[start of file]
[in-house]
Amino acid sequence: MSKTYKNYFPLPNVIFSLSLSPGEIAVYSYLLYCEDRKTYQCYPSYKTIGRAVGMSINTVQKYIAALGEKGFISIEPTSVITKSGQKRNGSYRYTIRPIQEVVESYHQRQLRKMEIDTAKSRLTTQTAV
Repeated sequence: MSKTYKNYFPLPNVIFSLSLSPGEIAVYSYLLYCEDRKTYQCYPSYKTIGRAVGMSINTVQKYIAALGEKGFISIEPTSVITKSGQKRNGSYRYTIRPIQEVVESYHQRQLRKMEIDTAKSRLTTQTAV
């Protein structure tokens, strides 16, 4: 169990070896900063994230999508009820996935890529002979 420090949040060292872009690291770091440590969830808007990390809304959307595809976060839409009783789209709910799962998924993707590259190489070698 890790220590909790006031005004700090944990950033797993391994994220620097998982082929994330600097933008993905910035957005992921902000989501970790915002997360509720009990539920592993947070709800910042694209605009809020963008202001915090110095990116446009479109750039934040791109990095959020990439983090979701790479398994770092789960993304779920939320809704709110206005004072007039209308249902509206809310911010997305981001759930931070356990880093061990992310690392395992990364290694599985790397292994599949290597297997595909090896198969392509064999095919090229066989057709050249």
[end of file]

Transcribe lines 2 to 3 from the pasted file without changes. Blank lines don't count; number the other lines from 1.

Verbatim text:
Amino acid sequence: MSKTYKNYFPLPNVIFSLSLSPGEIAVYSYLLYCEDRKTYQCYPSYKTIGRAVGMSINTVQKYIAALGEKGFISIEPTSVITKSGQKRNGSYRYTIRPIQEVVESYHQRQLRKMEIDTAKSRLTTQTAV
Repeated sequence: MSKTYKNYFPLPNVIFSLSLSPGEIAVYSYLLYCEDRKTYQCYPSYKTIGRAVGMSINTVQKYIAALGEKGFISIEPTSVITKSGQKRNGSYRYTIRPIQEVVESYHQRQLRKMEIDTAKSRLTTQTAV